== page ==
Tuesday, 6 August 2013

The Nutmeg Tree by Margery Sharp

published 1937








One of the visitors in particular was holding her attention – a young woman so exquisitely appointed, and so consciously superior, both to her host and to the Pernollet [restaurant], that Julia had christened her the Disgusted Lady. She wore a huge white motor-coat, cut with the utmost elegance out of the coarsest linen, which – with an air of wishing to retain as many protective layers as possible between her person and her surroundings – she refused to take off. Julia was sorry for this, since she wanted to see what the Disgusted Lady wore underneath, but the gesture filled her with admiration. A string of pearls, a white buckskin sandal, were the only accessories visible…

[Probably] in the whole of France there wasn’t a hat she would be seen dead in. Julia could just picture her at the milliner’s, flinging model after model asideand sweeping disgustedly out. That such was her practice was evident from her companion’s face, which wore a permanent expression of mingled pride and apology.




observations: Should be read with earlier entry explaining the plot of the book.

The Disgusted Lady has no real role in the book, though she turns up later ‘in ice-blue slipper-satin’, dancing with and despising a professional partner. But she’s memorable and makes you smile, which is why Julia admires her. And that’s enough really. It’s also significant that her daughter Susan thinks the Disgusted Lady is dreadful.

The Nutmeg Tree is very funny, with Julia’s mother-in-law determined that Julia should open a cake-shop – she is busy writing to all her friends and finding recipes for shortbread, in a modern novel we would probably get the recipes included – and the two of them, when Susan is described as having a positively masculine mind, are ‘the kind of women pleased by such a remark.’ But they aren’t too bad: when the subject of Suffragettes comes up, the mother-in-law unexpectedly says ‘It must have been dreadful chaining oneself to the railings…. But I’m sure I could have broken a shop-window.”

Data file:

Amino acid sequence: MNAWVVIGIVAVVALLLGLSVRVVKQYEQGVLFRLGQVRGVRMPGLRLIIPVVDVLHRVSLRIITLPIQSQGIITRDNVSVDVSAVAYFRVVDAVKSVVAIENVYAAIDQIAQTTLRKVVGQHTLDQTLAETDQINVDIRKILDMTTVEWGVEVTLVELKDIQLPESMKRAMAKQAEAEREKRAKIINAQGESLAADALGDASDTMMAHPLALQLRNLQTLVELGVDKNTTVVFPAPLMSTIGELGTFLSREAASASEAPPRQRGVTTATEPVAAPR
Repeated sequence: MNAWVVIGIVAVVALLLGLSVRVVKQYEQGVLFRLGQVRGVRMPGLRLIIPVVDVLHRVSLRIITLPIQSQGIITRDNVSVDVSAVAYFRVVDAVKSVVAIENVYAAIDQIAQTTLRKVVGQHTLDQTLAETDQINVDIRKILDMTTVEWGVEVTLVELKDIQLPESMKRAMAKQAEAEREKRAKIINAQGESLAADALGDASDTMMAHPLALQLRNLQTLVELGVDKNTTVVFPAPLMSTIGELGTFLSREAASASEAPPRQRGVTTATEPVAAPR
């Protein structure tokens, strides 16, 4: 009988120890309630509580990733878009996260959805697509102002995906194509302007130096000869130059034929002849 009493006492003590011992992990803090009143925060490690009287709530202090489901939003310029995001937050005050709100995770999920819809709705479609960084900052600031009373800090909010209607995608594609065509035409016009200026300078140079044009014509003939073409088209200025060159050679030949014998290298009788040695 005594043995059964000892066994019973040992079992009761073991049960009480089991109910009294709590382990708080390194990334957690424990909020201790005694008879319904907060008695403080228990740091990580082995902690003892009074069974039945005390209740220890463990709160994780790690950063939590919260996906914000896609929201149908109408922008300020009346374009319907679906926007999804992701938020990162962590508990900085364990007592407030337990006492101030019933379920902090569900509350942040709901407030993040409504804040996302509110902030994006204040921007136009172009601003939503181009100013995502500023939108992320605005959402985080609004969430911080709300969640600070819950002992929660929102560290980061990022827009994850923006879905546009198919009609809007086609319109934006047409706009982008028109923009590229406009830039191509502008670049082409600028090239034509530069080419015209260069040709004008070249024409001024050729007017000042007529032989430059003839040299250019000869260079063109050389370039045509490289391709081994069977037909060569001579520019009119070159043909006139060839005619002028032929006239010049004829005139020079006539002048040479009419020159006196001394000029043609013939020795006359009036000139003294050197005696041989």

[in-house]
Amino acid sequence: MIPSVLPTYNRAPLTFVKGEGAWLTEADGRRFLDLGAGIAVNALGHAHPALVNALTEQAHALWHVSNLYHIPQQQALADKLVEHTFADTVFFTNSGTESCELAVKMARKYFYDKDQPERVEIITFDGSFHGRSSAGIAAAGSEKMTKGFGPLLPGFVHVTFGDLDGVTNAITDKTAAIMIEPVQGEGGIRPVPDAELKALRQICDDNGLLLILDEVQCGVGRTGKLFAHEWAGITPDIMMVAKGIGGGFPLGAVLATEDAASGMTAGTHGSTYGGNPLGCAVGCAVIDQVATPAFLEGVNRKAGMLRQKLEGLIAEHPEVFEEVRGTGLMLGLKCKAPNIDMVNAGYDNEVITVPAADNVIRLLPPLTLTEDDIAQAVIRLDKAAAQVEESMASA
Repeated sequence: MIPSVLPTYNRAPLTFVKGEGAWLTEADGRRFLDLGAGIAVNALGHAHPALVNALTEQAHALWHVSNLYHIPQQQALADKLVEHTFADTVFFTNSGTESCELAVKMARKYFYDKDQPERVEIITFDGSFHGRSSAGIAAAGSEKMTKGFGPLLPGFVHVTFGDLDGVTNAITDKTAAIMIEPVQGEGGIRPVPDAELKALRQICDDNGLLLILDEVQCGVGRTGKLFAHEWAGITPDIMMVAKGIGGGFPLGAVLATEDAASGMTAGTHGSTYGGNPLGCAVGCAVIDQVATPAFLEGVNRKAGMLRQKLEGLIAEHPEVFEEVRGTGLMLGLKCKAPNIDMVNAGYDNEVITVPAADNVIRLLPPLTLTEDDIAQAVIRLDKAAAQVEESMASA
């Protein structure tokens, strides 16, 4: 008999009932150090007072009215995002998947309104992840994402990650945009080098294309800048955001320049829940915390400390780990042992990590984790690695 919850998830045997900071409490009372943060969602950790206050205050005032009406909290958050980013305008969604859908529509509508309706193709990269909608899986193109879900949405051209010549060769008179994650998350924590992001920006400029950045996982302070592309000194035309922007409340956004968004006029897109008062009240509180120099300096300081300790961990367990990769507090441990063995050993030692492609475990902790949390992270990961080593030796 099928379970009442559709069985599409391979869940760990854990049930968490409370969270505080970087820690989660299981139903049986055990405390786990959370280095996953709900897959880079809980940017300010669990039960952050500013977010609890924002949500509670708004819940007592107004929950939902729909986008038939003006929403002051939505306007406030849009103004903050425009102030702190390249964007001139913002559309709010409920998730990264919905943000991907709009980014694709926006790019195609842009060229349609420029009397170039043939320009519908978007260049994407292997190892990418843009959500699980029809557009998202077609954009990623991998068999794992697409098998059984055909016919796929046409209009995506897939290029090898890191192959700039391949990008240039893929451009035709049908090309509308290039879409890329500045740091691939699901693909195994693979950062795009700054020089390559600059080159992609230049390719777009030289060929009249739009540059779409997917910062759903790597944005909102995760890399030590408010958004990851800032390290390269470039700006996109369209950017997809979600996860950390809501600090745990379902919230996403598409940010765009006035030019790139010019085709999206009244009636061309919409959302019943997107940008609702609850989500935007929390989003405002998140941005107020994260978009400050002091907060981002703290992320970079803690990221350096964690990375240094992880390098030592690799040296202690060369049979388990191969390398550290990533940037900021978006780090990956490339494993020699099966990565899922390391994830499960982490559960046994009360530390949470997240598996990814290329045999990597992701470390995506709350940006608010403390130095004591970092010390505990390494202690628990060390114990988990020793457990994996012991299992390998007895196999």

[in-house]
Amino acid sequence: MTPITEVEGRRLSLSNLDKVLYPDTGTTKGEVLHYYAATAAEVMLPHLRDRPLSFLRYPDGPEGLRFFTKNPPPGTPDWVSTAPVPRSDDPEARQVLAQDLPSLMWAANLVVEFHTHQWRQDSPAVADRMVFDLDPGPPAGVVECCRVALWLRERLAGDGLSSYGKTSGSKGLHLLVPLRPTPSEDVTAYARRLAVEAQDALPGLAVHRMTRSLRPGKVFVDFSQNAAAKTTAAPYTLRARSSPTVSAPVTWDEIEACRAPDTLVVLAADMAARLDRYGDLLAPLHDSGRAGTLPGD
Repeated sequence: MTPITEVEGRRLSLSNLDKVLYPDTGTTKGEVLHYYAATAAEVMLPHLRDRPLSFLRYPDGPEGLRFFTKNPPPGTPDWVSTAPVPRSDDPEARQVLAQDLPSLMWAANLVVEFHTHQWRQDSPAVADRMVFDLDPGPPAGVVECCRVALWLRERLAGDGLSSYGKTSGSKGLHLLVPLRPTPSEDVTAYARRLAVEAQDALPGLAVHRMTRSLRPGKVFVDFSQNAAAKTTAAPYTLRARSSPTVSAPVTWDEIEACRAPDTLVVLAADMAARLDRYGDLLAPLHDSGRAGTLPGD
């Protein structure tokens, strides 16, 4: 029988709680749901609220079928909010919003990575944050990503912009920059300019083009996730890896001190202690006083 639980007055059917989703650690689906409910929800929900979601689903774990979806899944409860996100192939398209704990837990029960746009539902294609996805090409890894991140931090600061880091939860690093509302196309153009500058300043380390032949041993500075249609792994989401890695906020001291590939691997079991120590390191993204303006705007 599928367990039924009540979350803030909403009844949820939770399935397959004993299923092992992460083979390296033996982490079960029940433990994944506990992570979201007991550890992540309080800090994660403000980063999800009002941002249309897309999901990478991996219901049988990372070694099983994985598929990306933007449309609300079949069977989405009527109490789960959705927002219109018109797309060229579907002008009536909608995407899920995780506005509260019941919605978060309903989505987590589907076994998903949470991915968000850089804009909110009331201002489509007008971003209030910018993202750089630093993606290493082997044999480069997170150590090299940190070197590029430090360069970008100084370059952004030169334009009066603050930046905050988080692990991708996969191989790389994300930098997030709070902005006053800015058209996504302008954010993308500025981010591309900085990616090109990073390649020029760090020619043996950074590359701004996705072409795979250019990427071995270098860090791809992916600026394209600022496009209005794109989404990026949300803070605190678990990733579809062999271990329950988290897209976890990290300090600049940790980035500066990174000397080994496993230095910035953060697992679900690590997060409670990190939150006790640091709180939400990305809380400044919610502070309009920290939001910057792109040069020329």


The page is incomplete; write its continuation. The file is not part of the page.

Links on the blog: The book brings to mind many others (quite apart from Sharp's own Something Light, featured recently): Julia abandons her child just as Linda does in Pursuit of Love, the sideplot of the trapeze and high wire artistes is much as in Josephine Bell’s Inheritance Mystery, while Julia herself is very reminiscent of another Julia – the blog favourite from Maugham’s Theatre. Even Mauriac's Therese Desqueyroux has her similarities with her.

The picture is yet again from the Dovima is devine II Flickr stream
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2 comments:

  1. Moira - Oh, I can pick up the wit just from the snippets you've provided. I can see that disgusted lady flinging hats aside too... Thanks as always for the fine review. And you make an interesting observation about modern novels that include recipes. I really need to do a post on that development in crime fiction actually. Thanks for the inspiration.

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    1. Recipes in books is an interesting question Margot, and I'll look forward to reading your take on it. The first novel I remember having recipes was Nora Ephron's Heartburn in 1983, but I don't know when food-themed detective stories took off...

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